Nearly all the situations in these stories are seen through similar overlays of modern irony: the Jewish boyfriend whose Polish-refugee father had been afraid to have him marked for life by circumcision; the Catholic who tries disastrously to jolly his Jewish boyfriend's mother out of regretting her son's gayness, and his likely lack of progeny, by saying, "It's not as if we won't know in which religion to raise the children"; the San Francisco duo who carry on communication in their fetishized daddy-boy scene with the few scraps of Yiddish they know. The only exception is a magic realist tale by Andrew Ramer, author of several volumes of gay mytho-history, which is set in biblical-era Judea. It's the only one in the book that's sweet as milk and honey, too.
With that exception, the ruminations of the men in "Kosher Meat" add their particularly this-minute, self-absorbed convolution to the ongoing literary exploration of how being Jewish and being queer overlap. This grand project, apparently nowhere near exhausted yet, includes titles ranging from "Friday the Rabbi Wore Lace: Jewish Lesbian Erotica" to "Out of Our Kitchen Closets: San Francisco Gay Jewish Cooking" (Gevalt! Now there's such a thing as gay cooking?) In its obsession with the merging and diverging of identities, it also echoes the numerous similar anthologies by American queers of African, Asian, Hispanic, Pacific Island and American Indian descent.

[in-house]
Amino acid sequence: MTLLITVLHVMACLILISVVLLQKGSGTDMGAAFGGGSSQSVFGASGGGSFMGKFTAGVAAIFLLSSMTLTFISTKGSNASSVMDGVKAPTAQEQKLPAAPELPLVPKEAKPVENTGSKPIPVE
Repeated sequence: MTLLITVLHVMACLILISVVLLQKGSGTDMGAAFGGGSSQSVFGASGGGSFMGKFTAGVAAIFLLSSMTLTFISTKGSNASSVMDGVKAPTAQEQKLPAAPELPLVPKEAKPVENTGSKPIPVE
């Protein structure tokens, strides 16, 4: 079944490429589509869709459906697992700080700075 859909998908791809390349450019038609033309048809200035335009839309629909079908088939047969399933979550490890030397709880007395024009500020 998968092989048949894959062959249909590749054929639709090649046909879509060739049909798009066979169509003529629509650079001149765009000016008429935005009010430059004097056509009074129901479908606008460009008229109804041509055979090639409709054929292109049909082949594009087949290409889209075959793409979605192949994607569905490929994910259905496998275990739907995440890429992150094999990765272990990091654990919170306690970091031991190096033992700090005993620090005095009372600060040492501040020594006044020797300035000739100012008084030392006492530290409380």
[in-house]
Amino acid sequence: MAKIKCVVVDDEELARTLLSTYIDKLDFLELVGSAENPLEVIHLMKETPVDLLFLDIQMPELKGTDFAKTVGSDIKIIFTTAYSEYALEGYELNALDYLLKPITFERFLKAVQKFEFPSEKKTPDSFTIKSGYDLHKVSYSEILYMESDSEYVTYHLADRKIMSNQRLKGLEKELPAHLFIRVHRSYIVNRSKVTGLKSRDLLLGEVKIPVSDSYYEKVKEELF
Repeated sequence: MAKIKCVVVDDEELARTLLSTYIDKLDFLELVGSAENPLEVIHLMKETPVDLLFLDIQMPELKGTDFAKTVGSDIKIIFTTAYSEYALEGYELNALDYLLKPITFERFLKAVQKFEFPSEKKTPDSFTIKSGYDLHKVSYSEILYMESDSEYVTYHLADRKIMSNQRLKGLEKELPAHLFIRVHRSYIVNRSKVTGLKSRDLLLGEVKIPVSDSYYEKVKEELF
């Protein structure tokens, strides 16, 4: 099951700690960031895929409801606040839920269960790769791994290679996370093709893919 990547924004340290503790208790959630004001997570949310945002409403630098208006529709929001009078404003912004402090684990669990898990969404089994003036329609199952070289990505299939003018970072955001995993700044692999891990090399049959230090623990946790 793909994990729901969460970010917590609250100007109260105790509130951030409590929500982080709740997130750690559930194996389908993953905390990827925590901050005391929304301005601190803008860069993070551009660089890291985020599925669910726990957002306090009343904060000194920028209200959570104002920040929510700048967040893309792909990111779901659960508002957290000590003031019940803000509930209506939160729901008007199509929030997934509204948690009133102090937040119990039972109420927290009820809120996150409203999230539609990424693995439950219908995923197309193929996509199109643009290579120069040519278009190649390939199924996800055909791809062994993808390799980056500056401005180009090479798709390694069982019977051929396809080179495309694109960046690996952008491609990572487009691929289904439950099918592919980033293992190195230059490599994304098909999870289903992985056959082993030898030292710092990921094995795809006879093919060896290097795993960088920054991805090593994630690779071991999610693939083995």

Lawrence Schimel is a prolific writer, poet and anthologist whose 40-some books range from erotica to science fiction, and even to food (eat, dolling). His "PoMoSexuals: Challenging Assumptions About Gender and Sexuality" (co-edited with Carol Queen) won a Lambda Literary Award, the Pulitzer of gay writing, in 1998.
I liked Schimel's story in "Kosher Meat" about a sex party among a group of jittery guys who know each other from their (no doubt Reconstructionist) congregation. One of them brings along an uninvited outsider -- a Puerto Rican pick up, uncircumcised, a non-Jew -- whose simple presence enables the rest to cut loose and pile on. But I'm afraid Schimel's afterword -- a longish rumination on connections between Zionism, the changing attitudes among American Jews toward Israel, these same Jewish Americans' perpetual identity crises and the similarly shifting layers of gay self-consciousness -- will lose most non-Jewish readers. It bored me, and I got all the references. Better he should have submitted it to the editors at Tikkun, and made room in his book for another revealing account of Jewish gay mishigas.